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Rosé All Day: A (Very Brief) History of Rosé Wine and Its Rising Popularity

We (and by we, we mean historians) can trace the first rosé back to ancient Greece, where it was made by mixing red and white wine together. Take this definition of rosé with a grain of salt, literally, as the Greeks also mixed wine with seawater - technically for preserving the wine, and it was also considered low class to drink wine without a little ocean mixed in. Please don’t mix your red and white wines - that does not make rosé - or any wine at all with the ocean, unless you’re swimming in it, in which case, we approve.


France picked up the habit of mixing (red with white, not wine with saltwater) and stuck with that until the 14th century when the region of Provence started producing an actual rosé wine by using just red grapes. They created what we now call limited skin maceration, which allows the skins to ferment with the juice for just a short bit of time - giving the wine its color - before removing the skins. This is how we get pink wine from red grapes. French royalty loved rosé and Provence is still one of the world’s most famous and popular producers - 80% of the wine they make is rosé.

It wasn’t long after the US became its own thing that we brought rosé over to our shores, with (no surprise) California leading the charge. Fast forward to the late 20th century and rosé had a tarnished reputation in the US, based on the overly sweet, poorly made juice drunk back in the 70s - apparently Queen Elizabeth and Jimmy Hendrix were fans (they probably didn’t drink it together) of the then popular brand out of Portugal, Mateus, which you can still buy for about $5 in Portugal. The US-made-rosé trend was helped along in the same decade by a young winemaker named Bob Trinchero. He wanted a more concentrated Zinfandel and bled off some of the juice to ferment it separately - voilá, rosé.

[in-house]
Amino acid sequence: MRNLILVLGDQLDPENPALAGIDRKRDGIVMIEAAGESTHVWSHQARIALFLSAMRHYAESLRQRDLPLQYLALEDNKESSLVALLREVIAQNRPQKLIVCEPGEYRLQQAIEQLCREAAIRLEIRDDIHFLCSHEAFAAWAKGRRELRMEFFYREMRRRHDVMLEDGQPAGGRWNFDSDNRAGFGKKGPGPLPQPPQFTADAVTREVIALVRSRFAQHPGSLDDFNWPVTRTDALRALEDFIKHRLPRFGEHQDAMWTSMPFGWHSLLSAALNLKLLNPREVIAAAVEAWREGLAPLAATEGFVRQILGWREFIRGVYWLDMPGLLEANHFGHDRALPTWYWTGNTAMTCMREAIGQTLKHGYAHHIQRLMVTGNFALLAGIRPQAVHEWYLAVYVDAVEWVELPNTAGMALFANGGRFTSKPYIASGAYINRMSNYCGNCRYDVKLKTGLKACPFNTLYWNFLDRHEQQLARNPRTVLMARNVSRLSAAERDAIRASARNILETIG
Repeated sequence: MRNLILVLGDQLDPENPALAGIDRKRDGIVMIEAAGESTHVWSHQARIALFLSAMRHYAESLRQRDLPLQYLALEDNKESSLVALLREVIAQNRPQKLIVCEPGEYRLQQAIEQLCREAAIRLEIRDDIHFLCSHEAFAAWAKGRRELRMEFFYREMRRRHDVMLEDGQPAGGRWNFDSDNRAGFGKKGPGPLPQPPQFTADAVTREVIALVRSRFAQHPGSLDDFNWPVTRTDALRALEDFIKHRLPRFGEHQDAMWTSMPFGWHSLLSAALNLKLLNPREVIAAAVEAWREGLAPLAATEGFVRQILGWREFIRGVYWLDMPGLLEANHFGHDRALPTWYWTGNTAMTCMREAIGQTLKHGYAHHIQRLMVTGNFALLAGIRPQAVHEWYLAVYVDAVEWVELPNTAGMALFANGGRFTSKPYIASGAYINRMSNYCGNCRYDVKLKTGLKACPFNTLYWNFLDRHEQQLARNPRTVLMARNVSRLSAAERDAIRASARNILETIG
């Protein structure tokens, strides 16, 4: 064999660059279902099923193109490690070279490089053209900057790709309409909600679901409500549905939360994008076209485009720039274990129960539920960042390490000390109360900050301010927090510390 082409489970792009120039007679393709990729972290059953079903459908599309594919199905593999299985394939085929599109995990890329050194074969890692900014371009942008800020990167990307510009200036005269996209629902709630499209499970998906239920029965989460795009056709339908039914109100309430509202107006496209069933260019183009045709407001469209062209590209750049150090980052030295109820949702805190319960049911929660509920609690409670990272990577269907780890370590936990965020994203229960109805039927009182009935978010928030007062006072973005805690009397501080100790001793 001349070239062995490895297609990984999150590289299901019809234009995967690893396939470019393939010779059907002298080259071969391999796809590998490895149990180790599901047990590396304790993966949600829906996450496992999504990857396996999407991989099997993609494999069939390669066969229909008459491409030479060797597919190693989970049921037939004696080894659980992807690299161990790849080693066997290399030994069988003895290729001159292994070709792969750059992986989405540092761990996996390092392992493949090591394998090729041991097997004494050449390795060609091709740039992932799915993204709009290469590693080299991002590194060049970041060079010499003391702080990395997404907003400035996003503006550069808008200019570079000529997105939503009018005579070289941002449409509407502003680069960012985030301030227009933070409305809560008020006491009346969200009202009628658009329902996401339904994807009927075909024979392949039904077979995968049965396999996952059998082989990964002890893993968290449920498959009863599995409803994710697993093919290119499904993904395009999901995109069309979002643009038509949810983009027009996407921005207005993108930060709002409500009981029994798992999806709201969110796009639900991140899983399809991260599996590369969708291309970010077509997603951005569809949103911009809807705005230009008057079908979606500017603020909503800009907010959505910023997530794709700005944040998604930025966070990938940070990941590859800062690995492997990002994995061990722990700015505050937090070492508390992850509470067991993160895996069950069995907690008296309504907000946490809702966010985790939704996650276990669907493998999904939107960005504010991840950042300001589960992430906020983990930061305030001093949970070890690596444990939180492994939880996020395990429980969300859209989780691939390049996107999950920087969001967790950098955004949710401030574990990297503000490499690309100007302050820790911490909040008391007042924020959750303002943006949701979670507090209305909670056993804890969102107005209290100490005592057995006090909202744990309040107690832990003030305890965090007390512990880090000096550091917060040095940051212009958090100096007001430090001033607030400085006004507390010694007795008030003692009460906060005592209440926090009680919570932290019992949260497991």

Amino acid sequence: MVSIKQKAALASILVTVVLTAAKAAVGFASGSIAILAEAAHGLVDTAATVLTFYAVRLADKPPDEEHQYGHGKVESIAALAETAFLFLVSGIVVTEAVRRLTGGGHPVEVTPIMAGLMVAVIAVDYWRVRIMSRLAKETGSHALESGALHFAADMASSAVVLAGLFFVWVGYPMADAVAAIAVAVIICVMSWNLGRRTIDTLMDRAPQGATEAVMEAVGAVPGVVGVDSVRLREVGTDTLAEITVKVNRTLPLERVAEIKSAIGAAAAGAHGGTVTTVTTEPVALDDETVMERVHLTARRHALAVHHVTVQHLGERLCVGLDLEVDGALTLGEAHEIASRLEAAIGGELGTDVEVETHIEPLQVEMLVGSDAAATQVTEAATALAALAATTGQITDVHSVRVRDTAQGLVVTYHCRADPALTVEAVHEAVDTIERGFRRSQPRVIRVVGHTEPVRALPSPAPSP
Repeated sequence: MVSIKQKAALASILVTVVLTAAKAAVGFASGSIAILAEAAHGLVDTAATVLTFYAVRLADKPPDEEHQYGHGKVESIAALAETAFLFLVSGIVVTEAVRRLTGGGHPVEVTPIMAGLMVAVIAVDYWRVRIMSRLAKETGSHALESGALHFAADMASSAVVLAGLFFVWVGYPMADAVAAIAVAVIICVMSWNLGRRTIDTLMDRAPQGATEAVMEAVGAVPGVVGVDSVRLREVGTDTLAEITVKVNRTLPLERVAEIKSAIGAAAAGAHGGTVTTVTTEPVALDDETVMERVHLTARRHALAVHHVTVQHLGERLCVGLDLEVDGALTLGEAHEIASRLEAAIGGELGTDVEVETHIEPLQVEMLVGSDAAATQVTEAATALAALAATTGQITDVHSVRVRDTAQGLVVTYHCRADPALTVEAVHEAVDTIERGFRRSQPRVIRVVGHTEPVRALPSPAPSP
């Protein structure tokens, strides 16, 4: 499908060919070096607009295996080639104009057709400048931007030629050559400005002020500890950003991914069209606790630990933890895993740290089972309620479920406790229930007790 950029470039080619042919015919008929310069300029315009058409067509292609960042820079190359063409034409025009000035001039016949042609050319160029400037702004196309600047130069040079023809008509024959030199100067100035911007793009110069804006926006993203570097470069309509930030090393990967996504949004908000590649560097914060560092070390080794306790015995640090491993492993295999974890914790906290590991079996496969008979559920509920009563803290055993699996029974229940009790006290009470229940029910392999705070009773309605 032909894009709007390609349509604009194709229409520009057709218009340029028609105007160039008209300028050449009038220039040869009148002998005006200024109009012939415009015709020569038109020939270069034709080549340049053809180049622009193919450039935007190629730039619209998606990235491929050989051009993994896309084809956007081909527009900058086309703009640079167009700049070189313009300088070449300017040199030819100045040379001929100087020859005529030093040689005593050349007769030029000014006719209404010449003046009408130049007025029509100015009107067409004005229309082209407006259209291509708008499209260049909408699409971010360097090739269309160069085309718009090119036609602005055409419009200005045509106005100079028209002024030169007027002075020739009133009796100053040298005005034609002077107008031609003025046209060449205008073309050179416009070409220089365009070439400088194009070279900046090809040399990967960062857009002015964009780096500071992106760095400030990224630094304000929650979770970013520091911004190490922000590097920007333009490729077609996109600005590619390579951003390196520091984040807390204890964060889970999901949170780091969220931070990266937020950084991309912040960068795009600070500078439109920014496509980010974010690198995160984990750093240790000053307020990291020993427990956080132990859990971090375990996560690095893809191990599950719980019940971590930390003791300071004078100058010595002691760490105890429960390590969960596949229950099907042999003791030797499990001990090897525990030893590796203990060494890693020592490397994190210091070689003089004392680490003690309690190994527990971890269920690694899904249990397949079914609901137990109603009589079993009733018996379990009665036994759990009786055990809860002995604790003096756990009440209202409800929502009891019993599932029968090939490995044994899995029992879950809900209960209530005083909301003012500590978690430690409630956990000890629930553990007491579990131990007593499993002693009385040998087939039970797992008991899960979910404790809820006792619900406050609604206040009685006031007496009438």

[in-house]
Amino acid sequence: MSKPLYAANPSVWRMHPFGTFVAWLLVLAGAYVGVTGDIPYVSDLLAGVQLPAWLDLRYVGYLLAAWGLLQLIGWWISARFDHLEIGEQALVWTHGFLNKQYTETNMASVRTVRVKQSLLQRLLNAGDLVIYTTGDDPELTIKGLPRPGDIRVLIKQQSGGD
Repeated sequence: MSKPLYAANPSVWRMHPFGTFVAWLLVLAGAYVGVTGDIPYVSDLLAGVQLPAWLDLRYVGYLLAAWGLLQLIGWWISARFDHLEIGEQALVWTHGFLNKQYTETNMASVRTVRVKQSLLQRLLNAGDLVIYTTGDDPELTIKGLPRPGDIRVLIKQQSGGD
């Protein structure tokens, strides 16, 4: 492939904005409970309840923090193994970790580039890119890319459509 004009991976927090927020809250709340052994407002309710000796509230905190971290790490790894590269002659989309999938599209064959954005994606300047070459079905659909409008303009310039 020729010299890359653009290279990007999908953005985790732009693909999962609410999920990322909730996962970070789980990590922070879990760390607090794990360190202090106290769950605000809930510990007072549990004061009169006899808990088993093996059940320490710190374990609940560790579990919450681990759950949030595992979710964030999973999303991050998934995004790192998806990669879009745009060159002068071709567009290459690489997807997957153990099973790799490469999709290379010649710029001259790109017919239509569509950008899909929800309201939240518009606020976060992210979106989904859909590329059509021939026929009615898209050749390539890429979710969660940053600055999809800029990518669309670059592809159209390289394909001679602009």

Like Trinchero, anything California does around wine, they do better and better over time and by the early aughts California winemakers started producing some really good rosés. Fine rosé wine is now a thing, a big thing. As a wine category, IWSR predicted rosé growth to rise to 70% percent between 2020 and 2024.
The shifting trends in food and how we eat has also helped the finer, dry rosés along. Their bright, crisp - and not sweet - taste profiles pair well with just about anything, but do better with our more Mediterranean-style diet than the heavier meat and three varieties of years past.

Full of light fruit notes like strawberry, lychee, watermelon, hints of grapefruit or lemon, rosé is living a moment of popularity, not just for summer, though it is the perfect summer picnic (or anytime) wine, but for winemakers and drinkers alike. rosé has made it and is here to stay. And of course, we know that any fine wine doesn't need to be in a bottle. That's why we make fine rosé boxed wine, delivered - better for the environment, better for you. 

National Rosé Day is just around the corner on Saturday, June 10, and we've been preparing, because what better day to rosé all day and up your rosé game. We've put together charcuterie and cheese board pairings, five perfect rosé cocktails and spritzers (think tequila and strawberries, gin and mint - not all in the same drink), how to cook with rosé (it's not just for drinking anymore), and the perfect rosé picnic.

Let us know how you rosé @drinkboxt.



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